Leistikow: How good is Iowa's offense? Davis holds the key

Chad Leistikow

IOWA CITY, Ia. — Greg Davis could look around the Iowa football practice field as Saturday’s media day and see:

Hawkeye quarterback C.J. Beathard will be given more freedom to call plays at the line of scrimmage this season, offensive coordinator Greg Davis says.

  • A running-back tandem of LeShun Daniels Jr. and Akrum Wadley that has everyone excited.
  • An offensive line that ESPN’s Ed Cunningham calls the No. 1 unit in the country.
  • George Kittle, who his position coach thinks be as good as any tight end to wear a Hawkeye jersey.
  • And the signal-calling centerpiece, C.J. Beathard. All Davis said about Beathard is that he could be his best quarterback in his 43 years of coaching.

What runs through the Hawkeye offensive coordinator’s mind?

“I think we have a chance to be pretty good. I do,” Davis, 65, says. “I’m not backing away from that.”

Davis and Beathard agree: This offense should be even better than last year’s, which averaged 30.9 points and set a school record by scoring 30-plus points in five consecutive Big Ten Conference games.

“The offense can be great,” Beathard says, a moment after raving about how good wide receiver Jay Scheel has looked in practice. “We’ve got a lot of weapons here: running backs, receivers, tight ends, a great offensive line. It’s just a matter of how we stack plays together, how we stack drives together.”

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So, yeah, inside and outside the program, expectations are soaring for Hawkeye football this year.

As a 13-year offensive coordinator at Texas, Davis has been there, and done that.

“Every year,” he cracked.

He doesn’t need a reminder that the last time expectations were this high for one of his offenses, things came crashing down. Going into the 2010 season, Texas was ranked No. 4 nationally. The Longhorns, a year after competing in the BCS Championship Game, would go 5-7 — sending Davis into sudden unemployment.

Davis jokes that Bum Phillips once told him there  are two kinds of coaches: “Those that have been fired, and those that are going to be fired.”

After a year off (“I redshirted,” he says), he landed at Iowa behind the recommendation of then-Miami Dolphins coach Joe Philbin, a former Kirk Ferentz assistant.

Greg Davis has high hopes for Iowa's offense, which he'll be directing for the fifth time since coming over from Texas after a year hiatus.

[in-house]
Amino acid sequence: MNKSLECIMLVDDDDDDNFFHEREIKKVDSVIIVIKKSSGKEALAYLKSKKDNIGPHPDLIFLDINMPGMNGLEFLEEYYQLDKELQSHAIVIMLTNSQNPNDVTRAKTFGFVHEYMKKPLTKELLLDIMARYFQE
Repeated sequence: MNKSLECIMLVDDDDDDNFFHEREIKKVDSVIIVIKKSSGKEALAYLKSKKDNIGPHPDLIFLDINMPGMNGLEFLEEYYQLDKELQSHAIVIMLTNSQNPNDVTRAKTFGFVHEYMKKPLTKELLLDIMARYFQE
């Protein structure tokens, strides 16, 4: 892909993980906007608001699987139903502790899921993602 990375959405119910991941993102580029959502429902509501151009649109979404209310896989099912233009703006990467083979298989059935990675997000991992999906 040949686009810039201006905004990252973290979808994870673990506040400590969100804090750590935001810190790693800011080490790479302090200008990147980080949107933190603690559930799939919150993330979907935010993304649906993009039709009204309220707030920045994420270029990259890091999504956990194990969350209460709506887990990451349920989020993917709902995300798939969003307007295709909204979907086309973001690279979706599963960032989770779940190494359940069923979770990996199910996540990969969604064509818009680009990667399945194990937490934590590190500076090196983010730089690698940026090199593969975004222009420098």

To say Davis got off on the wrong foot in Iowa City would be an understatement: He presided over a 4-8 season in 2012, Ferentz’s worst as Iowa’s head coach since 2000. But every year’s gotten incrementally better.

Still, after the 12-2 season of 2015, Davis will never win a popularity contest. That’s just the nature of coaching’s lightning-rod role.

“It’s a real phenomenon to me,” Ferentz says, who saw the same unpopularity occur in 13 years with Ken O’Keefe despite some terrific offensive seasons. “Somewhere in the last decade, it’s occurred to me that that’s the worst seat in the house to sit in. Jeez.”

Truth be told, Davis deserves a lot of credit for what happened last year.

A good reflection of a coordinator is how often his unit screws up. Iowa’s offense a year ago was among the nation’s best in fewest penalties and fewest turnovers.

With so much perceived firepower on offense, that’s good advice for Davis: Don’t screw it up.

If you’re worried about Texas 2010 repeating with Iowa 2016, there’s something you should know: Those Longhorns were breaking in a new quarterback after four years of Colt McCoy.

That's not an issue with these Hawkeyes.

After winning his first 13 collegiate starts and taking Iowa to within inches of last year’s College Football Playoff, Beathard has Davis’ full trust. Beathard has been given carte blanche to make decisions at the line of scrimmage.

Bearthard: Iowa's offense 'can be great'

Look for a more confident Beathard, one that will take more shots downfield.

“His leadership and his command of the offense right now,” Davis says, “is at an all-time high.”


Davis feels it, but not from the outside. Pressure, for him, comes from within.

(It'd help if Beathard stays healthy.)

“I feel pressure that I want to do a good job,” Davis says, “and I want our players to get better and give our team a chance to win every ballgame.”

Hawkeyes columnist Chad Leistikow has covered sports for 22 years with The Des Moines Register, USA TODAY and Iowa City Press-Citizen. Follow @ChadLeistikow on Twitter.

2016 Big Ten Conference football season predictions: